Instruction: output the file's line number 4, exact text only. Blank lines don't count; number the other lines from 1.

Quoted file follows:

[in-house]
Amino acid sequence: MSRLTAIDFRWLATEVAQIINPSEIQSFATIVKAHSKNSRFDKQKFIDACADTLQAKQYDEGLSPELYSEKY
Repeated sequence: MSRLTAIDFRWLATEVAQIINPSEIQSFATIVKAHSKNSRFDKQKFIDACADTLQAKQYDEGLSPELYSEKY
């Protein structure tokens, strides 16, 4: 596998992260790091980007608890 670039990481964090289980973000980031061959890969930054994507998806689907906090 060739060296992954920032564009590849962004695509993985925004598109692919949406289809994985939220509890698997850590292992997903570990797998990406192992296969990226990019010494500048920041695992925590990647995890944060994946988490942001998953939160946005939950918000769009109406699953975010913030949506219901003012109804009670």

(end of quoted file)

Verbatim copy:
């Protein structure tokens, strides 16, 4: 596998992260790091980007608890 670039990481964090289980973000980031061959890969930054994507998806689907906090 060739060296992954920032564009590849962004695509993985925004598109692919949406289809994985939220509890698997850590292992997903570990797998990406192992296969990226990019010494500048920041695992925590990647995890944060994946988490942001998953939160946005939950918000769009109406699953975010913030949506219901003012109804009670």